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Microfinance: Too Much Money Chasing Too Few Clients

Experts trace sector's origins, suggest where it's headed

L to R: In Washington on May 9, Swaminathan Aiyar, Stephen Rasmussen, Damian von Stauffenberg, and moderator Sasidhar Thumuluri discuss the microfinance industry in Asia.

L to R: In Washington on May 9, Swaminathan Aiyar, Stephen Rasmussen, Damian von Stauffenberg, and moderator Sasidhar Thumuluri discuss the microfinance industry in Asia.

Experts trace sector's origins, suggest where it's headed

WASHINGTON, May 9, 2011 – The state of the global microfinance industry came under full scrutiny here at a panel discussion at Asia Society Washington and co-sponsored by the Financial Inclusion Forum of DC (FIFODC), which featured speakers Damian von Stauffenberg, Stephen Rasmussen, Swaminathan Aiyar, and was moderated by FIFODC Chairman Sasidhar Thumuluri.

Von Stauffenberg, who founded MicroRate, the first microfinance rating agency, described how the practice of providing financial services to the poor of developing nations essentially evolved by accident. Organizations aimed at helping the poor discovered that lending small amounts of money to a group previously considered “un-bankable” could result in a large portion of those loans being paid back.

At the same time, private investors in Western nations started investing in microfinance because donor money simply wasn't sufficient to meet the demand for capital. 

"When I realized something important was going on," von Stauffenberg said, "I didn't need prophetic powers to see sources of funding for this activity were going to be grossly inadequate to cover the demand. There was only one pool of funding big enough to meet it, and that was capital markets."

While the basic principles of microfinance remain constant across the globe, the panelists all agreed that large differences exist in the way microfinance institutions and governments interact from country to country.

Rasmussen, director of the Technology Program at CGAP (Consultative Group to Assist the Poor) said, "In some countries you can set up microfinance institutions to be able to take deposits, to mediate funds, but Indian microfinance institutions aren't able to do that." He also mentioned that the dialogue about microfinance in India has long been led by a "poverty perspective," and this has led to conflict between microfinance institutions and politicians who see this as an intrusion on their role.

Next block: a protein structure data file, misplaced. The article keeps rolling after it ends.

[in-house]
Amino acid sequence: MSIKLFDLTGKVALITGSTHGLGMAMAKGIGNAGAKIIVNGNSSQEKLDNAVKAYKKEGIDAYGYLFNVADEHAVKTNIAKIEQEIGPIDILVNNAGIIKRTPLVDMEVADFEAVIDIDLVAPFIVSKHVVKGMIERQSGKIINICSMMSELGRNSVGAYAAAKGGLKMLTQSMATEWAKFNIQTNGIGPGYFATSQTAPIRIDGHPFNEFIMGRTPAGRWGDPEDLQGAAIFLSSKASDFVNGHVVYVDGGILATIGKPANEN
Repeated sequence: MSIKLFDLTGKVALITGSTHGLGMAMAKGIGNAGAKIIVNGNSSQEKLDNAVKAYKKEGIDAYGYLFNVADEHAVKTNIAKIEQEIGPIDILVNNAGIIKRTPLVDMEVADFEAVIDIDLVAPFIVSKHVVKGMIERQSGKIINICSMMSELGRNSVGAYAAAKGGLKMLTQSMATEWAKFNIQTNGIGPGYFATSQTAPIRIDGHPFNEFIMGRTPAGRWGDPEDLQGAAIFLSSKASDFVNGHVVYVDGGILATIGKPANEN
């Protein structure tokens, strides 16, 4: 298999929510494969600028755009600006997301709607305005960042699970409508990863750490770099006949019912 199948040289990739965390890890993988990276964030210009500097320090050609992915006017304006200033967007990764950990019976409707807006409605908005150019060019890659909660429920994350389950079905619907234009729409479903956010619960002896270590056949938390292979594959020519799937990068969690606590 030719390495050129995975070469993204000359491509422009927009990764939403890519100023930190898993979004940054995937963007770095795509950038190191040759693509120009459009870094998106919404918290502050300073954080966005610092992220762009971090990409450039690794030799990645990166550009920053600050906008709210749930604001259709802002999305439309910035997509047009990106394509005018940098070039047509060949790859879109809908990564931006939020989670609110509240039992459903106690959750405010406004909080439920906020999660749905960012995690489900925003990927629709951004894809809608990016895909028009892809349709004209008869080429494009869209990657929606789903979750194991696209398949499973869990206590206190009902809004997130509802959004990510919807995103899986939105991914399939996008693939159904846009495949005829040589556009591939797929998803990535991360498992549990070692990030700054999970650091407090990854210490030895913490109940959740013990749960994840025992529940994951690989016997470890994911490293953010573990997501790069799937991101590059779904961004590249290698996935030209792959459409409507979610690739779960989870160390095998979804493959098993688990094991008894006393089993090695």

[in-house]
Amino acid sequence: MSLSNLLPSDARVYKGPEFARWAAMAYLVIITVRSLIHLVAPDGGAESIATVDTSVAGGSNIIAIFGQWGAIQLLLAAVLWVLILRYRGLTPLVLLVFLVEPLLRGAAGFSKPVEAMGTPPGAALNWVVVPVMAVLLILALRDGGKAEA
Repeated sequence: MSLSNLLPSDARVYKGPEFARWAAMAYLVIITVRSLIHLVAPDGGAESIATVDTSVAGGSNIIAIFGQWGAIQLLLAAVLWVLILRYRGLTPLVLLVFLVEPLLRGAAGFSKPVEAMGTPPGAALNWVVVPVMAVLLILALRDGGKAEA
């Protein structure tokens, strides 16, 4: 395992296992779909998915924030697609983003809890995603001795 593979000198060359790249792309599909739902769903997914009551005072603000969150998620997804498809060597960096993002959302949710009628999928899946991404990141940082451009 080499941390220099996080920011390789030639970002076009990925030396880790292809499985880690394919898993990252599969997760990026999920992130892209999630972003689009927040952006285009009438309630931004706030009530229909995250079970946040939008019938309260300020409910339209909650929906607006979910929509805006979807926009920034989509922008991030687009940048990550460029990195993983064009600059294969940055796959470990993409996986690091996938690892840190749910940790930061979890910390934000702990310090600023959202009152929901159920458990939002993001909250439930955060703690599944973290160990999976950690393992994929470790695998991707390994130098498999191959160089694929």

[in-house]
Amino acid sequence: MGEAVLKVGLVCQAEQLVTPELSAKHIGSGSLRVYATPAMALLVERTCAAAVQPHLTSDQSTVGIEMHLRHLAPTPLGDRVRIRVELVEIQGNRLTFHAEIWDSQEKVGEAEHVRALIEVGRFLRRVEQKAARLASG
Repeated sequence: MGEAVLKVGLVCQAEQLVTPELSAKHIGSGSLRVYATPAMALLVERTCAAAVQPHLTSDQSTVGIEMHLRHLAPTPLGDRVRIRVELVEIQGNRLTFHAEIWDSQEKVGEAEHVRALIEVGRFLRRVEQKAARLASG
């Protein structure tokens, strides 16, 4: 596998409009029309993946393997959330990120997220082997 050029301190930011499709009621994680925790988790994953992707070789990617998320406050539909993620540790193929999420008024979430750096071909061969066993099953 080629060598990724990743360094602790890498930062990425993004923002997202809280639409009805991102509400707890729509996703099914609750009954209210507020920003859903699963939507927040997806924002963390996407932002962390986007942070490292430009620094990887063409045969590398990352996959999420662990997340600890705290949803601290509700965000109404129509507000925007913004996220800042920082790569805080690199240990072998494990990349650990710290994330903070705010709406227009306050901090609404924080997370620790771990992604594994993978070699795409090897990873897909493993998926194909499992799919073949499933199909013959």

Aiiyar, Research Fellow at the Cato Institute and Consulting Editor of The Economic Times, went into further detail about India's lending environment, which has seen considerable media coverage of indebted farmers' committing suicide. Aiyar said that India is a special case because of the role that politicians play in the relations of microfinance institutions and their clients.

"India is a place that has a tradition of politicians coming along and saying, 'I'm going to write off your loans, so please vote for me in the next election!'"

Aiyar explained how a government-run microfinance scheme in India resulted in a nearly 80% default rate during the 1980s, saying despite the enormous potential of microfinance in India, "The biggest market of all turned out to be politically explosive." Aiyar argued that stories of suicide, particularly in the Indian state of Andra Pradesh, had been pushed in both the Indian and Western media because of their sensational nature.

With regard to the industry's future, Rasmussen predicted it will now grow much more slowly than it had before. Von Stauffenberg warned of situations where "Too much money is chasing too few clients," and predicted that some microfinance institutions are going to become fully fledged banks that offer a range of financial services. "We will see banks that are micro-credit based but no longer restricted to microcredit." Just as people in developed nations need access to different financial services, those in the developing world need them as well.

Reported By Adrian Stover, Asia Society Washington